Jinni in a Bottle

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Cowardly Grudja is only willing to battle noble Kevin with the unfair advantage of his new “shooting shield.” At the same time, battle lines are being drawn between the manipulative blonde Gigi, who brashly proclaims that Kevin is hers for the taking. Gigi may be correct in calling Moya a lady, but perhaps she underestimates the fight and determination of her raven-haired counterpart.

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Tension rises in the run-up to the upcoming battle(s). While Kevin trains for his fight with Grudja, Moya is sharpening up, too. Grudja himself shows signs of unease, taking out his wrath on the poor beggar Toto, who has suddenly appeared in Ireland.

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Loyal to the knight who had previously showed him kindness, Toto plays a trick on Grudja’s soldiers. This gives Toto an opportunity to play mind games with the malleable brutes, in an attempt at unsettling them. It also gives Kreigh Collins a chance to use another alternative spelling (Jinni vs. Genie) and to illustrate Toto’s magic trick. Prior to settling on “artist” as a career choice, Collins had been keenly interested in magic. In 1937, he had written and illustrated a book on the subject, “Tricks Toys and Tim, A Book on Model-Making and Magic.” Flap copy for the unique book, published by D. Appleton-Century, reads:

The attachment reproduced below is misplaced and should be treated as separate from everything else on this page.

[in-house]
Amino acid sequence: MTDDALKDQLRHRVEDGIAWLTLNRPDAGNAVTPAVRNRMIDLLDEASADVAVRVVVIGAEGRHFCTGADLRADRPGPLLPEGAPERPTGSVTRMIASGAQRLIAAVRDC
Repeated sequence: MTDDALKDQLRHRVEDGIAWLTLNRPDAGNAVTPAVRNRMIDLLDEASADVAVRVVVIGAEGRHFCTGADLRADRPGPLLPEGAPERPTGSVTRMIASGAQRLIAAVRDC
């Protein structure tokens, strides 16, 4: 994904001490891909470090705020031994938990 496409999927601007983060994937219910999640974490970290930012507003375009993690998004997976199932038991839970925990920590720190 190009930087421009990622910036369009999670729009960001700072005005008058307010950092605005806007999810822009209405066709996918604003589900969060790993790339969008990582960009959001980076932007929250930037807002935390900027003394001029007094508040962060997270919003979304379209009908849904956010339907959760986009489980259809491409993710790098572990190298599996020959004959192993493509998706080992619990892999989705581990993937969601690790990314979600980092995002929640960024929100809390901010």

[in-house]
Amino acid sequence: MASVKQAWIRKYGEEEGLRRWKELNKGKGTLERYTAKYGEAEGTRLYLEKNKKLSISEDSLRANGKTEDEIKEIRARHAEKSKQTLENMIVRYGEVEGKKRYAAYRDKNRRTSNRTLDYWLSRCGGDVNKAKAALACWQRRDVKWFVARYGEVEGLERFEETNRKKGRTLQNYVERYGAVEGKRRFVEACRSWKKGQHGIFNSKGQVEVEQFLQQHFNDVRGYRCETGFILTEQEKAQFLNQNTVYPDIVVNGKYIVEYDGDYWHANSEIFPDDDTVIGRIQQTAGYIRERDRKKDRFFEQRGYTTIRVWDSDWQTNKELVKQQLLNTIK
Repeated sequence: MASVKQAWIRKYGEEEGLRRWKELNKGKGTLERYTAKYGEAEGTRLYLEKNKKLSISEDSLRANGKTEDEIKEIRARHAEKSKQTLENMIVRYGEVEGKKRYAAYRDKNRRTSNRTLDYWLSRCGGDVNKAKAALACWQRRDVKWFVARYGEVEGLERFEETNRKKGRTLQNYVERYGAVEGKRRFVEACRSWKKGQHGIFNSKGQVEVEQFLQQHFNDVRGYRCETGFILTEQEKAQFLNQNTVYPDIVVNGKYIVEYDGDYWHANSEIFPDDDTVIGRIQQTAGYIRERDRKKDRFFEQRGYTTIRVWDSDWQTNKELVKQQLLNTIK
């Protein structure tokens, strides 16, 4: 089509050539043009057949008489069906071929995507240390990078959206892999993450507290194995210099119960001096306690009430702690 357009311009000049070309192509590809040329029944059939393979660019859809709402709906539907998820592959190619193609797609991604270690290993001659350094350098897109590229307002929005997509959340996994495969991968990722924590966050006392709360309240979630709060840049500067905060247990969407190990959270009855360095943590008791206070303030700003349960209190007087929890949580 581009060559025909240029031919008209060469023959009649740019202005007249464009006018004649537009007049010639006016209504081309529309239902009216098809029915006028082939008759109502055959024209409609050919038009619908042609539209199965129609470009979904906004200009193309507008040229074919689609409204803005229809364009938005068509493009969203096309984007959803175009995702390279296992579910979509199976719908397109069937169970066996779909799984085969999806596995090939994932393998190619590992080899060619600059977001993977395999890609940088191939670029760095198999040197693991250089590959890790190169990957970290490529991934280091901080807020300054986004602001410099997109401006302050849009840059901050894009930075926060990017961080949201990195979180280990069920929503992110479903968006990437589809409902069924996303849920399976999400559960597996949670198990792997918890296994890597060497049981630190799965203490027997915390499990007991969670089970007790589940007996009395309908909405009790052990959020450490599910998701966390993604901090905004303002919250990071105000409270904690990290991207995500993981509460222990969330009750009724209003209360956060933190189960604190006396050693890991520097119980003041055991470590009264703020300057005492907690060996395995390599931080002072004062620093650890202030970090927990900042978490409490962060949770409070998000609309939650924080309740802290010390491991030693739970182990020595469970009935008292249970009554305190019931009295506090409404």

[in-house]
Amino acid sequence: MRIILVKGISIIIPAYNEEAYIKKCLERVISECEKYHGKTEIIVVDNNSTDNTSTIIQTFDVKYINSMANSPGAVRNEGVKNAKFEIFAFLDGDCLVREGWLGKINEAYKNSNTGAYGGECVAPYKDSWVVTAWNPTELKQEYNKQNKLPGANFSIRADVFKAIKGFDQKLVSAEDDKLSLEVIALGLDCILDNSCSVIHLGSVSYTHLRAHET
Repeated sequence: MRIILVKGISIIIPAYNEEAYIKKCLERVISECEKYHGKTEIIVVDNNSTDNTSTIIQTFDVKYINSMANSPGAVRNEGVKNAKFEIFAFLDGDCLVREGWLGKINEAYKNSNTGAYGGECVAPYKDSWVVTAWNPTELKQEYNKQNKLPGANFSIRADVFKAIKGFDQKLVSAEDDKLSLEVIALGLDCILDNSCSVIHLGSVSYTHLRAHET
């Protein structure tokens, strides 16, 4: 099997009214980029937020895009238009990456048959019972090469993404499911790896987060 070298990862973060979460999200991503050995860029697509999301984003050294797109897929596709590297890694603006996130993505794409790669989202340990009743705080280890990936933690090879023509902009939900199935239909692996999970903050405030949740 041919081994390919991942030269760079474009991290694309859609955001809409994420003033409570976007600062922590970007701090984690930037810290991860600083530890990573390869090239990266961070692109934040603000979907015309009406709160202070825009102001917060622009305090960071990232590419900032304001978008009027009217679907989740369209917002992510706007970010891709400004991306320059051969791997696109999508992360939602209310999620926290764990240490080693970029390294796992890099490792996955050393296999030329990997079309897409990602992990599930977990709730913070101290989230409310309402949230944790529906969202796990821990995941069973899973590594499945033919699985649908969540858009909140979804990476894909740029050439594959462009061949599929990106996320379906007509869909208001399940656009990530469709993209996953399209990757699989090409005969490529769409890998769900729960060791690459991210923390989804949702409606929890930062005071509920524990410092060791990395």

Here is an unusual and fascinating how-to-do-it book, containing original and unhackneyed material. The unique presentation, the clear and understandable directions for making things, and the delightful bits of humor which run through its pages make this a most practical and readable book.

To some extent, these same words can be applied to the comics of Kreigh Collins.

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The July 4, 1954 comic makes clear the differences between Grudja and Kevin (and between Gigi and Moya). The battle begins, but its outcome is clouded. Will good triumph over evil?


For more information on the career of Kreigh Collins, visit his page on Facebook.